We are working with LNER to raise the profile of their digital innovation stories, and for one of their tech projects to get this much coverage with such high profile titles was outstanding – our client was absolutely delighted with the results, and it was all thanks to Fiona’s hard work. 

Marketing Minds – Jo

Jo is such an incredible asset to the team. With some recent leavers she’s had so much to deal with on her own, and I can see how hard it must have been at times. However, standards haven’t dropped. I don’t know how she does it.

Kaleidoscope Minds – Dave

Dave is my nomination based on an excellent delivery of the Rockwell Automation ROKStudios work to date. He has so far managed a 100% clean sheet on client approval at first draft. Dave has also received excellent feedback from the senior client at Rockwell:

“Those guys are just awesome they nail it every time.”

“Dave just gets it, he is making it easy for us.”

Greatest Of All Time – Sam

We all know Sam is extremely good at the day job – amazing, unlikely, off-the-wall ideas that really work, combined with totally ingenious copy. But this shout out is because Sam always goes way, way above and beyond that. Many won’t know that Sam acts as an office manager for our Winnersh Triangle team, somehow fitting in all those responsibilities around her copy and concepting jobs. I only know the breadth of tasks she takes on from the expenses claims for biros, paper and office furniture I occasionally see. And then there’s all the ad hoc stuff Sam does to drive forward a brilliant culture. Loads of people are involved in the Flash Fiction group, where people respond to a brief with short stories, poems and other creative ideas. Plus we received this feedback only the other day:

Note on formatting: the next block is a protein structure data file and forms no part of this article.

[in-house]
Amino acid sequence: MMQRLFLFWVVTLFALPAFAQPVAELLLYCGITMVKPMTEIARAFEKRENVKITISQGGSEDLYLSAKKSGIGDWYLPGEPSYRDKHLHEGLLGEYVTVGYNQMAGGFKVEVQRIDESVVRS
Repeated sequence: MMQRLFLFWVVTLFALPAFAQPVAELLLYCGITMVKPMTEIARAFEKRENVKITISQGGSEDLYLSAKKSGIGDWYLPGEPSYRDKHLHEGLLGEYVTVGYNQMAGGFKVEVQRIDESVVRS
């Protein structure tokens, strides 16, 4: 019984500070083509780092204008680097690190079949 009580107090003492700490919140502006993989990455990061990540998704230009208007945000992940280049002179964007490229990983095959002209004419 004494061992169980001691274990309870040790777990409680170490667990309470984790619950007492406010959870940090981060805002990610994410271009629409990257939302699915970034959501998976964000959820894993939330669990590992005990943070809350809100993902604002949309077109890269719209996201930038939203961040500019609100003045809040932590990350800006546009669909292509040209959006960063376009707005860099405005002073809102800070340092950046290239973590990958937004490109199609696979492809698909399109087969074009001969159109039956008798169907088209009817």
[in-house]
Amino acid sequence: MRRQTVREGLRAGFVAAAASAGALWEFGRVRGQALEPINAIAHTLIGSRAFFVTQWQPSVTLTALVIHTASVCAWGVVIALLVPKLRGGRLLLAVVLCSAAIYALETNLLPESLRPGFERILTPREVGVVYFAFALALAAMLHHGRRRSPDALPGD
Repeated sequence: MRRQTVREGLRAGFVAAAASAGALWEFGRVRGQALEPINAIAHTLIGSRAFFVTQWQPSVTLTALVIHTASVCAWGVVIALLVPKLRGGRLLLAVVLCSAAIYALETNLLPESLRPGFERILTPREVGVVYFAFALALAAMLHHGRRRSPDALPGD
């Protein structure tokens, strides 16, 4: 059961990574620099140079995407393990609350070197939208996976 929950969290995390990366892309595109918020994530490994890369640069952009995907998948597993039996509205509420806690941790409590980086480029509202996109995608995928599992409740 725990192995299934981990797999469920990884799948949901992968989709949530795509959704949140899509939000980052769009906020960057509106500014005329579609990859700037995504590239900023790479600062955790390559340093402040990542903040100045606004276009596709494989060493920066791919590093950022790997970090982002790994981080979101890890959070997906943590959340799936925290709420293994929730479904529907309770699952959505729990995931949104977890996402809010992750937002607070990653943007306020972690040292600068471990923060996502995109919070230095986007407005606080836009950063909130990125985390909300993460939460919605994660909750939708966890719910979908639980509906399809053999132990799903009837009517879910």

“Sam is a one-off and is the very definition of a Winning Mind.”


The Unlimited B2B 2024 Trends Report

2023 was a tough year for businesses and consumers. 

Economic headwinds and the geopolitical climate gave rise to a lot of uncertainty, but the evolution of new technologies unlocked creativity and inspired innovation. 

As we embark on the next year, trends will move at an unprecedented pace and drive change across the workplace, business, technology and sustainability.